During her hears in advertising, Karon kept alive her childhood ambition to be an author. At the age of 50 she left her career in advertising and moved to Blowing Rock, North Carolina, to pursue that dream. After struggling - and failing - to get a novel underway, Karon awoke one night with a mental image of an Episcopal priest walking down a village street. She grew curious about him, and started writing. Soon, Karon was publishing weekly installments about Father Tim in her local newspaper, the The Blowing Rocket, which saw its circulation double as a result. "It certainly worked for Mr. Dickens", says Karon.
The Father Tim stories became Karon's first Mitford novel, At Home in Mitford. The book has since been nominated three times for an ABBY (American Booksellers Book Of the Year Award), which honors titles that bookstore owners most enjoy recommending to customers. The fourth Mitford novel, A New Song, won both the Christy and Gold Medallion awards for outstanding contemporary fiction in 2000. A Common Life, In This Mountain, and Shepherd's Abiding have also won Gold Medallion awards. Out to Canaan was the first Mitford novel to hit the New York Times bestseller list, subsequent novels have debuted on the New York Times list, often landing the #1 spot.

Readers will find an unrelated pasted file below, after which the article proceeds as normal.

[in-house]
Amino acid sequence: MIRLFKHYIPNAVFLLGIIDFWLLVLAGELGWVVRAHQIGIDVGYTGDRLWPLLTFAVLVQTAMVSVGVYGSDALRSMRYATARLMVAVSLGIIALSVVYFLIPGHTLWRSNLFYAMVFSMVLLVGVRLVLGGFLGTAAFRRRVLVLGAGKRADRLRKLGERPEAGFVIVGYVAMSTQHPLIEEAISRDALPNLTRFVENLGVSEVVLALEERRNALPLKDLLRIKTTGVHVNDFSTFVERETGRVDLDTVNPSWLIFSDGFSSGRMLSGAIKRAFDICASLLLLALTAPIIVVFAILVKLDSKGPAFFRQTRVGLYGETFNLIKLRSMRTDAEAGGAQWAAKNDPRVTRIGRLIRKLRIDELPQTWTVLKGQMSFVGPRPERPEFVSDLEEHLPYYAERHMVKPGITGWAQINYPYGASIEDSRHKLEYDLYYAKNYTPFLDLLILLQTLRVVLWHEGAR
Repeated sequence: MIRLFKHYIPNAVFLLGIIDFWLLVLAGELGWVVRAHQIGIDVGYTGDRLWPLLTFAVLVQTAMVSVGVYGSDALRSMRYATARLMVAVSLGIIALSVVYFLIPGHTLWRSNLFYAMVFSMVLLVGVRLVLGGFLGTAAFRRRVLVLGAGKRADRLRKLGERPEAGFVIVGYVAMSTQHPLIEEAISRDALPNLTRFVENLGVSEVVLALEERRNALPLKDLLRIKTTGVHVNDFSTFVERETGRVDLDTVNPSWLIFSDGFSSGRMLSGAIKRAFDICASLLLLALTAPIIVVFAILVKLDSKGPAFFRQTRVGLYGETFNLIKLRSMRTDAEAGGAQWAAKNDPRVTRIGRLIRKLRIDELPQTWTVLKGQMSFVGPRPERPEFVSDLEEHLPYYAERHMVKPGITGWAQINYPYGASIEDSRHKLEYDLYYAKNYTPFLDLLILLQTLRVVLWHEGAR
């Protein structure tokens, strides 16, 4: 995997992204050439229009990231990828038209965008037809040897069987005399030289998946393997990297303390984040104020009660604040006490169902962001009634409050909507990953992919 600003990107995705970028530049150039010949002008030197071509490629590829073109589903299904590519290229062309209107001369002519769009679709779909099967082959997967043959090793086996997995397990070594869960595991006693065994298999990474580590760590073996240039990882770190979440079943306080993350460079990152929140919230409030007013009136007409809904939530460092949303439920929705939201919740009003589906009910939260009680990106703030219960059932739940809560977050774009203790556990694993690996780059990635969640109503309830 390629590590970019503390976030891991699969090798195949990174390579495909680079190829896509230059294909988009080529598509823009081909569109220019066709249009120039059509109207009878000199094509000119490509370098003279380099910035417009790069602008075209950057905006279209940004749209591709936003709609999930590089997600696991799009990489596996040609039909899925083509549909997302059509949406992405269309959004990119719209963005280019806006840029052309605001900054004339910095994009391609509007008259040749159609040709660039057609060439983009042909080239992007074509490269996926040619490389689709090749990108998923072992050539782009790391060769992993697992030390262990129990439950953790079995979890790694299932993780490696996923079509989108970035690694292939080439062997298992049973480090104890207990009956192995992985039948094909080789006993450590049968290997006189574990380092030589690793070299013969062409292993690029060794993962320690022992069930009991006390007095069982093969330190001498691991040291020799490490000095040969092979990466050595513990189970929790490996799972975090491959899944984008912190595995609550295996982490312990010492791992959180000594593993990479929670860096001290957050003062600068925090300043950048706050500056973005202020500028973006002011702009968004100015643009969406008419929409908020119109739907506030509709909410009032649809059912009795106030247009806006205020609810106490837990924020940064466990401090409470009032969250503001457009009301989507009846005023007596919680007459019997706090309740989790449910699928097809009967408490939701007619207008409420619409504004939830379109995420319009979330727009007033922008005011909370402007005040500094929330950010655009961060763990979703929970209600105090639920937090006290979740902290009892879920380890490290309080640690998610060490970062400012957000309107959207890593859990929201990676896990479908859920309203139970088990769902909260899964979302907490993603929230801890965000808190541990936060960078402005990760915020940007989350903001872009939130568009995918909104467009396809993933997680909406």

Karon says her character-driven work seeks to give readers a large, extended family they can call their own.
Jan Karon currently resides in Blowing Rock, in the state of North Carolina. Jan Karon was born in 1937.
Jan Karon has published or released items in the following series...
Reviews - What do customers think about Light from Heaven (The Mitford Years, Book 9)?
Best of the series. Feb 17, 2008
This is the best one she has written in the Mitford series. It is also kind of sad to think that the journey of Father Tim is over.
AN ERROR ON MY PART AND AMAZON MAKES IT ALL BETTER Jan 30, 2008
I ordered this in error, actually thinking I was ordering the book. When the item arrived...quickly and in perfect condition...and I realized my error, I contacted this site. Within a week of returning the item to them, using the pre-printed label they give you right on line, I had a credit to my account.